Big changes to the Repair and Storage Liens Act in Ontario

On July 1, 2016, change to the Repair & Storage Liens Act (RSLA) come into effect in Ontario.

The industries that will be most heavily effected are Auto Repair & Storage facilities, well at least, that is the industry the government is targeting with this legislation.

Of course, as with all things, the targeted industry will not be the only one impacted. So, if your business currently enforces its’ RSLA rights, where are the upcoming changes you need to know about:

Determination of fair value

1. (1) In determining the fair value of the repair under paragraph 2 of subsection 3 (1) of the Act or of the part of the repair under paragraph 3 of subsection 3 (1) of the Act, the following factors shall be considered and may be included:

1. The repairer’s fixed costs, variable costs, direct costs and indirect costs.

2. The repairer’s profit.

3. Any other relevant factors.

(2) In determining the fair value of the storage or storage and repair under paragraph 2 of subsection 4 (1) of the Act or of the storage and part of the repair under paragraph 3 of subsection 4 (1) of the Act,

(a) the following factors shall be included,

(i) the expenses incurred by the storer in relation to the storage or storage and repair or storage and part of the repair of the article, including expenses related to insurance, transportation, labour, weighing and packing, and

(ii) all lawful claims for money advanced and interest on money advanced by the storer in relation to the article; and

(b) the following factors shall be considered and may be included,

(i) the storer’s fixed costs, variable costs, direct costs and indirect costs,

(ii) the storer’s profit, and

(iii) any other relevant factors.

Note: Sections 2 and 3 come into force on January 1, 2017, the day section 2 of Schedule 1 to the Fighting Fraud and Reducing Automobile Insurance Rates Act, 2014 comes into force.

Compliance with Consumer Protection Act, 2002

2. The following provisions of Part VI.1 of the Consumer Protection Act, 2002 are prescribed for the purposes of subsections 3 (2.0.1) and 4 (3.0.1) of the Repair and Storage Liens Act:

Maximum lien for tow and storage services under Consumer Protection Act, 2002

3. For the purposes of subsections 3 (2.2) and 4 (3.2) of the Act, the amount of the repairer or storer’s lien, as the case may be, with respect to tow and storage services to which Part VI.1 of the Consumer Protection Act, 2002 applies shall not exceed the amount that the repairer or storer is permitted to charge for those services under subsection 65.4 (2) or section 65.9 of that Act or subsection 52.11 (2) of Ontario Regulation 17/05 (General) made under that Act.

Notice of lien, motor vehicles

4. (1) The following are prescribed classes of articles for the purposes of subsection 4 (4.1) of the Act:

1. A motor vehicle for which a permit has not been issued under the Highway Traffic Act, received by the storer on or after the day this Regulation comes into force.

2. A motor vehicle for which a permit has been issued under the Highway Traffic Act, received by the storer on or after the day this Regulation comes into force.

(2) In the case of a motor vehicle prescribed under paragraph 1 of subsection (1),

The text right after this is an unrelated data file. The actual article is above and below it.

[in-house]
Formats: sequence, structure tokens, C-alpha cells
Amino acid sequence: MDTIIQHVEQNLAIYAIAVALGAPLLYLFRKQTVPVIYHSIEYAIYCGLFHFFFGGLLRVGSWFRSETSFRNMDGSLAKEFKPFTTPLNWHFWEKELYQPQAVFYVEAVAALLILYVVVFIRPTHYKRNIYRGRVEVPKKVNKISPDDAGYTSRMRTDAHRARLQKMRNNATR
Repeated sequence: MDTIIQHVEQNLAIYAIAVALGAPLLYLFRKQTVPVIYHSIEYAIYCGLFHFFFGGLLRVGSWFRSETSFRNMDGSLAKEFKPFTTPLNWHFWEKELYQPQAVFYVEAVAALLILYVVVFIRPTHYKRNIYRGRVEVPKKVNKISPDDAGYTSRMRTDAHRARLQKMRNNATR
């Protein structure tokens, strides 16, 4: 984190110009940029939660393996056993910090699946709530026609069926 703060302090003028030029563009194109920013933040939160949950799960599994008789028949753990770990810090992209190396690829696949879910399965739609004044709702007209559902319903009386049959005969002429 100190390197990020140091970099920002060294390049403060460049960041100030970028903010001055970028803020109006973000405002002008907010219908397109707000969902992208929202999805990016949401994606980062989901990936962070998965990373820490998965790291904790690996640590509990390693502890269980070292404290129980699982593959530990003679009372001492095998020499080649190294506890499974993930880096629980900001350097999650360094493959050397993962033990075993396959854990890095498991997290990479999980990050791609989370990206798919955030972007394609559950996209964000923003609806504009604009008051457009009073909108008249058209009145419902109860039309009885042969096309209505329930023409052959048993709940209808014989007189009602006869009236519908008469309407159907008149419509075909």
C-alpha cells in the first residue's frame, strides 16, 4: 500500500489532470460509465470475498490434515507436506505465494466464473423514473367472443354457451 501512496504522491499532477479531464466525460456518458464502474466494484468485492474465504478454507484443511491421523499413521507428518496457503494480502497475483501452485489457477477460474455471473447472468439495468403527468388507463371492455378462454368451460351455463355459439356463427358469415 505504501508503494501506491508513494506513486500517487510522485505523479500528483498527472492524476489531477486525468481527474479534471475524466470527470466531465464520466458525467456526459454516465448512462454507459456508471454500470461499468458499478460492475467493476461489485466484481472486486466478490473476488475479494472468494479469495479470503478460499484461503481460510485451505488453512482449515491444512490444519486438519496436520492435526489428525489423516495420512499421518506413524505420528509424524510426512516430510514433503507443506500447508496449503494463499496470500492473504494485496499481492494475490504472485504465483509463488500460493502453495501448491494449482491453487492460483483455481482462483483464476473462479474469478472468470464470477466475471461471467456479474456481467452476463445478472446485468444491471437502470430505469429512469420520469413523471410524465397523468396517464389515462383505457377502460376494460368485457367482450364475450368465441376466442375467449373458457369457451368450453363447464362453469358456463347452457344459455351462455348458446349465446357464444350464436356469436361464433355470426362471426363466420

(a) the prescribed period for the purposes of subsection 4 (4.1) of the Act is 60 days; and

(b) the prescribed persons for the purposes of clause 4 (4.1) (b) of the Act are,

(i) every person who has a registered claim for lien against the motor vehicle under Part II of the Act, and

(ii) every person who has a security interest in the motor vehicle that is perfected by registration under the Personal Property Security Act against the vehicle identification number of the vehicle.

(3) In the case of a motor vehicle prescribed under paragraph 2 of subsection (1),

(a) the prescribed period for the purposes of subsection 4 (4.1) of the Act is 15 days; and

(b) the prescribed persons for the purposes of clause 4 (4.1) (b) of the Act are,

(i) every person who has a registered claim for lien against the motor vehicle under Part II of the Act,

(ii) every person who has a security interest in the motor vehicle that is perfected by registration under the Personal Property Security Act against the vehicle identification number of the vehicle,

(iii) the person whose name appears on the vehicle portion of the permit issued under the Highway Traffic Act, and

(iv) the person whose name appears on the plate portion of the permit issued under the Highway Traffic Act, if this is a different person than the one referred to in subclause (iii).

Methods of delivery, deemed receipt

5. (1) The following methods of delivery are prescribed for the purposes of clause 27 (1) (c) of the Act:

1. Fax.

2. Electronic transmission.

(2) A document sent by fax or by electronic transmission is deemed to have been given on the earlier of,

(a) the day the intended recipient actually receives it; or

(b) the first business day after the day it is sent.

6. Omitted (provides for coming into force of provisions of this Regulation).

If this is confusing to you, email our firm and we’ll walk you through it. If you have RSLA rights, you have the right to enforce them: don’t give up those rights.

Inga B. Andriessen JD
iandriessen@staging.andriessen.ca

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